Category: newsSource: mindanaoexaminer mindanaoexaminerApr 11th, 2017

Airline bumping rates drop to new low, animal incidents also on decline — report

Following the infamous United Airlines incident in which a passenger was violently wrenched from his seat on an overbooked flight last spring, bumping rates on United States carriers fell to its lowest levels in decades in 2017. According to new figures released by the U.S. Department of Transportation (DOT), U.S. airlines posted a bumping rate of 0.34 per 10,000 passengers in 2017, the lowest annual rate since 1995. The previous low was 0.62 in 2016. The decline follows a particularly turbulent year in air travel in 2017. Video footage captured by fellow passengers aboard a United Airlines flight in which Dr. David Dao was violently dragged out of his seat, caused a worldwide ...Keep on reading: Airline bumping rates drop to new low, animal incidents also on decline — report.....»»

Category: newsSource:  inquirerRelated NewsFeb 12th, 2018

United passenger dragged off overbooked flight

United passenger dragged off overbooked flight.....»»

Category: newsSource:  manilatimes_netRelated NewsApr 11th, 2017

‘United’ passenger dragged off overbooked flight

‘United’ passenger dragged off overbooked flight.....»»

Category: newsSource:  thestandardRelated NewsApr 11th, 2017

Why do airlines overbook? – BBC News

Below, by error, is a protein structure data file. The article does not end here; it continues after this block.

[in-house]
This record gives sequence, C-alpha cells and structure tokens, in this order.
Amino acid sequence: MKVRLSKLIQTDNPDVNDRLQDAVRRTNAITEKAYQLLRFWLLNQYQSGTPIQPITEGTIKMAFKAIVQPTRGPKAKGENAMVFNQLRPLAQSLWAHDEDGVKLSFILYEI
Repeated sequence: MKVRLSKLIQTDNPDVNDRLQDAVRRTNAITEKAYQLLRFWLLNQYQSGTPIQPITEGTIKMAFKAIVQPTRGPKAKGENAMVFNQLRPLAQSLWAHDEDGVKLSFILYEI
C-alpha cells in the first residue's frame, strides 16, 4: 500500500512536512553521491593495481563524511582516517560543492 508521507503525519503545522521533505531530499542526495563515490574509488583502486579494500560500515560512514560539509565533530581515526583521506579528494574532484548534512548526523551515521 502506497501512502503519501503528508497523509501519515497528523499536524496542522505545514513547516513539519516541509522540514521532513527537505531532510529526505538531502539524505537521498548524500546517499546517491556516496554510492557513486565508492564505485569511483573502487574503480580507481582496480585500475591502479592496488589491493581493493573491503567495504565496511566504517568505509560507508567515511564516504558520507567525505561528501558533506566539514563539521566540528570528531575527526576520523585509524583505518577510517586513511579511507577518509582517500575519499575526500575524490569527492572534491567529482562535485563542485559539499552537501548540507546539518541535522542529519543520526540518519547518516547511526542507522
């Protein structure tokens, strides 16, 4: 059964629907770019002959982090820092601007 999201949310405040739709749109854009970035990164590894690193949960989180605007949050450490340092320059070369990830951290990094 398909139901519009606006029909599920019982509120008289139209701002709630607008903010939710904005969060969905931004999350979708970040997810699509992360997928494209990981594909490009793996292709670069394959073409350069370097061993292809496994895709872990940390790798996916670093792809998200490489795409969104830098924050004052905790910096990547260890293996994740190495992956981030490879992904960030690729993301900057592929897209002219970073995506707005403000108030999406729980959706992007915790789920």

A common overbooking problem on a United Airlines flight on Sunday ended with a man being bloodied and dragged from his seat and an already troubled airline earning more bad press. How did it all go so wrong? Overbooking on flights happens all the time. Empty seats cost airlines money, so they offset the number of passengers who miss flights by selling too many tickets. In this case, the problem arose because United decided at the last minute to fly four members of staff to a connection point and needed to bump four passengers to make way for them. When there's an overbooking issue the first step is to offer an inducement to the passengers to take a later flight. On Sunday passengers were offered $400 (£322), a hotel room for the night, and a flight the following afternoon. When no-one took the offer, the amount was upped to $800. Still no-one bit, so a manager boarded the flight and informed passengers that four people would be selected to leave the flight. That selection is based on several factors, but frequent fliers and higher fare-paying passengers are given priority to stay aboard, a spokeswoman for United confirmed. A couple who were selected agreed to leave the plane voluntarily. A third passenger, reportedly the wife of the man who was forcibly removed, also agreed. The man, who said he was a doctor and had to see patients in the morning, refused. At this point, the airline could have identified another passenger for removal or raised its offer anywhere up to a maximum of $1,350. Erin Benson, a spokeswoman for United, could not confirm whether other passengers were sought. She did confirm that no offer was made above $800, but could not comment on why. According to eyewitnesses, the man who refused to be ejected said he was a doctor and he had appointments to keep the following day, though this has not been confirmed. This was a Sunday night flight; the next flight on offer didn't leave until 15:00 on Monday. An eyewitness said the man was &'8220;very upset&'8221; about the possibility of being bumped and attempted to call his lawyer. An airline manager told him that security would be called if he did not comply. At this point, security officers came to speak to him, first one then two more. As the video shows, their conversation ended with the man being yanked from his seat onto the floor and dragged off, blood visible on this face. United is technically within its rights to forcibly remove the man for refusing to leave the flight, and the step is part of the airline's carriage guidelines, but such instances are extremely rare. Of the 613 million people who flew on major US carriers in 2015, 46,000 were involuntarily denied boarding, according to data from the Department of Transportation &'' less than 0.008%. The majority of those would have been informed before they boarded the flight, said Charles Leocha, the founder of passenger advocacy group Travelers United. He could not remember seeing a passenger violently dragged off a plane. &'8220;It turned my stomach,&'8221; he said. Removing passengers at the last minute to make way for staff was also highly unusual, he said. Staff transport should be identified ahead of time and factored into bookings. US fliers have become resigned to chronic delays and poor service, according to Mr Leocha, and a lack of readily available information about their rights meant they were too dependent on the airline managers in situations like these. &'8220;Our expectations have been driven so low that passengers have begun to accept it,&'8221; he said. &'8220;What they shouldn't have to accept is being dragged off the flight to make way for an employee.&'8221; Oscar Munoz, CEO of United, said in a statement: &'8220;This is an upsetting event to all of us here at United. I apologize for having to re-accommodate these customers.&'8221; Mr Munoz said the airline would review the event and &'8220;reach out&'8221; to the passenger, though a spokeswoman could not confirm whether United was in touch with him yet. One of the security officers involved in the incident was suspended on Monday afternoon, pending a review, said the Chicago Department of Aviation in a statement. The actions of the officer were &'8220;obviously not condoned by the Department&'8221;, the statement said. Whatever happened on the flight &'' and the details will undoubtedly emerge in the coming days &'' it was a bad day for United, Mr Leocha said. The airline had only recently been at the centre of another controversy, when a fortnight ago it refused to let two girls board because they were wearing leggings. &'8220;This isn't really a lesson for passengers it's a lesson for airlines,&'8221; he said. &'8220;The only lesson here for passengers is when security get on throw up your hands, because otherwise you're going down the aisle with a fat lip.&'8221;( Oscar Munoz, CEO of United, said in a statement: &'8220;This is an upsetting event to all of us here at United. I apologize for having to re-accommodate these customers.&'8221; Mr Munoz said the airline would review the event and &'8220;reach out&'8221; to the passenger, though a spokeswoman could not confirm whether United was in touch with him yet. One of the security officers involved in the incident was suspended on Monday afternoon, pending a review, said the Chicago Department of Aviation in a statement. [&'].....»»